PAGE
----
As long as you wash the sink with hot water and any cleaning solution, it's not worse than anything else in that's been in your sink. I've never had rocks get sucked up with the python either. I don't know if it's my water pressure from the sink, but it's not as powerful as a regular hose hanging out of the tank. I have eco-complete substrate which is finer than most gravel and it is easier for that gravel to get sucked out of the tank.
 

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Elahrairah said:
Two things bother me about this python thing..

1) you are filling the tank with water straight from the tap, no way to dechlor it first, nor temp stabalize, and the O2 qty must be pretty low.

2) you are dumping your wastewater down your sink drain...seems a bit dirty for me. Considering you are probably washing that night's chicken in the sink before you cook it. Plus any rocks, etc are bound to cause future drain problems.

I use 5 gallon buckets and I would love a better way to change the water, but the night before I make the change I fill the buckets with water, add dechlor and put a bubbler in it overnight.

Then I siphon the old water out into other buckets and dump it down the toilet (where waste should go)
If you are changing a large portion of your tank then yes, you do need to be concerned with the chlorine, O2 and temperature levels. Generally you should only be doing 15-25% changes though and the chlorine and 02 that will come in won't be extreme. Plus you mentioned that you put a bubbler in the bucket so you are actually putting more o2 into the tank than you probably would straight from the tap. Temperature is pretty easy since most sinks allow you to adjust that but if you have to use an outside spicket or something then you might have problems. If for some reason you have to change a huge portion of the tank then the best way is to use buckets or take the fish out while you fill the tank back up so you can dechlorinate and let temps adjust.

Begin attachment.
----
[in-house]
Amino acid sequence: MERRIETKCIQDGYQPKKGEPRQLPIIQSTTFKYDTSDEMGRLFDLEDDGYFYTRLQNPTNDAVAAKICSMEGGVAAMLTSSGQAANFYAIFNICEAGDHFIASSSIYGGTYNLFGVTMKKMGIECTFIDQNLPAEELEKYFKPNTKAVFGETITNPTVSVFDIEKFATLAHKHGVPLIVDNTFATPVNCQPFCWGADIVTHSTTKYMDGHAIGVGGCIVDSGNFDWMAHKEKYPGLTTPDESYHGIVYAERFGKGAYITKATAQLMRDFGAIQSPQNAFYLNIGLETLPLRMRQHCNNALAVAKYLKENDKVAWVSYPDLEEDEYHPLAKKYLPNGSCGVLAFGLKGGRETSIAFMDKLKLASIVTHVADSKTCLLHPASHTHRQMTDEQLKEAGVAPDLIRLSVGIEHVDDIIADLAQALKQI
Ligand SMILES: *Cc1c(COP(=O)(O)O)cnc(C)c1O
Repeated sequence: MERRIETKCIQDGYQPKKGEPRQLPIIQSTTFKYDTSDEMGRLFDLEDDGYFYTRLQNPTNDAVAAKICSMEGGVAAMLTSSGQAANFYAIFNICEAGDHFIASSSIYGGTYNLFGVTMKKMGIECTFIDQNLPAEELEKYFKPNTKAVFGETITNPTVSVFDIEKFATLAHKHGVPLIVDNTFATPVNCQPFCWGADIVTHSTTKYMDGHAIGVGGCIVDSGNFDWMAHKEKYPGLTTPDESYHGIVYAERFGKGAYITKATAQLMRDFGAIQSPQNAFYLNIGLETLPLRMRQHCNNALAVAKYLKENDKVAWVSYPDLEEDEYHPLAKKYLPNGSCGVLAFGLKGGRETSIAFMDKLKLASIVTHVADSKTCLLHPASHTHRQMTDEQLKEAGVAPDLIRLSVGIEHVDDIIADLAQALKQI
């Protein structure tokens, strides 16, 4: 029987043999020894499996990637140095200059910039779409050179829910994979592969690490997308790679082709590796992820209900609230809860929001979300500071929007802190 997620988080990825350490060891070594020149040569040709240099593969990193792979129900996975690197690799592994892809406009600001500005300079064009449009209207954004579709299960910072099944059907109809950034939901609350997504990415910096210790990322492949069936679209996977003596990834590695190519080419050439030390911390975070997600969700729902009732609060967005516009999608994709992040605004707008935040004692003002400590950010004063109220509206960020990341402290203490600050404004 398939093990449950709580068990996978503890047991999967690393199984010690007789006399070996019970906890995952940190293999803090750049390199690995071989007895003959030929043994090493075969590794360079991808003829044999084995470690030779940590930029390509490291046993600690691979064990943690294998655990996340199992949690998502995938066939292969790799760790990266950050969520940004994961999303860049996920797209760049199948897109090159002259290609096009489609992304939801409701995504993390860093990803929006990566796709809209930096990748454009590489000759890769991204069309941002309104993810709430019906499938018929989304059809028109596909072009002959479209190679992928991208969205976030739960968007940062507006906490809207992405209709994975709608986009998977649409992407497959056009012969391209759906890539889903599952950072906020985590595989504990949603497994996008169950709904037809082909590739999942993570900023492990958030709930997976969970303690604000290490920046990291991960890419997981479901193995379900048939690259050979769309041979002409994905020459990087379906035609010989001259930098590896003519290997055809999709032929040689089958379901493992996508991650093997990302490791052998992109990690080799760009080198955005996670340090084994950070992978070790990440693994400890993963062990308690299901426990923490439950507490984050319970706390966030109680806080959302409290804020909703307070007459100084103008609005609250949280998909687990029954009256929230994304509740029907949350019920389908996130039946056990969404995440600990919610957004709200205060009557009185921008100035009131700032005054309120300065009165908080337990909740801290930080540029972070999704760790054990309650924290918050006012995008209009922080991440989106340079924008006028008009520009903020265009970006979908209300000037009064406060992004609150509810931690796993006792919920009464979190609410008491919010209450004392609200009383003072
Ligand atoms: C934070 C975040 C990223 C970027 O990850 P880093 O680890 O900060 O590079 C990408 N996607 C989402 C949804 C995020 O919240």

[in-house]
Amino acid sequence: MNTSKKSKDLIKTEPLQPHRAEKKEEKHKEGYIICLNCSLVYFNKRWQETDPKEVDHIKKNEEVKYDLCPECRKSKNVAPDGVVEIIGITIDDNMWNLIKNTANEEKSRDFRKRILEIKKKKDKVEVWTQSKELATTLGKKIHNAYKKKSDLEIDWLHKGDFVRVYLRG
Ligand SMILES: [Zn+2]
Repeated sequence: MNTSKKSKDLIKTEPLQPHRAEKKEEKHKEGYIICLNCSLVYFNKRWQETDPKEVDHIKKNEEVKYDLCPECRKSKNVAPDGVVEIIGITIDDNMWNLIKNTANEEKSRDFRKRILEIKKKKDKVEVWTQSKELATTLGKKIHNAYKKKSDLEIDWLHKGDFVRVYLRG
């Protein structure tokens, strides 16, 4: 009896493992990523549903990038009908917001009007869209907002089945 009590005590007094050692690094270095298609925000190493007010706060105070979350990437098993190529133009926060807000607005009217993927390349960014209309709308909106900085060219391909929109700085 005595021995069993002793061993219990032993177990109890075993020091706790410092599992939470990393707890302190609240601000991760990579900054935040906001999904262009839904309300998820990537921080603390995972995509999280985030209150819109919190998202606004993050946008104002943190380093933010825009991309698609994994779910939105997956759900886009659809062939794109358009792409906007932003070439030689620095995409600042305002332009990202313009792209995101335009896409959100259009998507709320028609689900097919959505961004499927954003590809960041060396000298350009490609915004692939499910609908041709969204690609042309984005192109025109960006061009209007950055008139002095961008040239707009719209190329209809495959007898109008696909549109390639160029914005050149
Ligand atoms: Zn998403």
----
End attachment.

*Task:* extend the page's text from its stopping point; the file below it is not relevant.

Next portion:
Others have asked if you need to treat the whole tank with dechlor or just enough for the new water and I think it depends. If you are using buckets then just dechlorinate the water in the buckets before it goes in. If you are using a python and filling straight into the tank then I would use enough for almost the whole tank since the chlorines and heavy metals will have dissipated into the entire tank and using a little more ensures that the chlorine will be detoxified fast. Personally I use Prime by Seachem since only one capful treats 50 gallons and the product is pretty cheap compared to Amquel or other good products which use one capful for only 10 gallons.
 

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Discussion Starter #11
I just made a DIY python, and I LOVE it. It makes life so much easier. I find that they temperature is really easy to control, my temp out of the faucet stabalizes at a perfect 78 degrees easily. When I dechlorinate I treat for the whole tank directly after adding water, O-man and the shrimps seem to be fine with it, so I dont worry about it too much. I don't really worry about what is being dumped down the drain. I have dumped much worse things down the drain before, not to mention in chemistry classes! The cleanliness thing isn't an issue either, I just sponge it down with hot water and soap, any bacteria get burned off in the cooking process any way, and I dont know about you but I dont put cooked food down in the sink anyway. As for the dissolved O2 content, are we sure the dissolved content is that much lower out of the sink? I often think it must be higher, due to the huge amount if air being mixed with the water at the tap. It is evident that it doesnt bother the fish (and trust me Oscar would tell me) so I don't worry about it. If i had to use five gallon buckets and lug it to the toilet, I would be doing that about 15 times, and it would take me hours. I'm really happy with the DIY python!
 

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Is there anything wrong with siphoning the water from your tank, then making the new water and adding conditioner and immediately adding to the tank? Other than temperature issues...
 

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Teddy what do you mean about "making water"?

Elahrairah- to give you an idea for your second problem when i was in a dorm and didn't want to use my sink you can siphon the tank water into the toilet with out problem.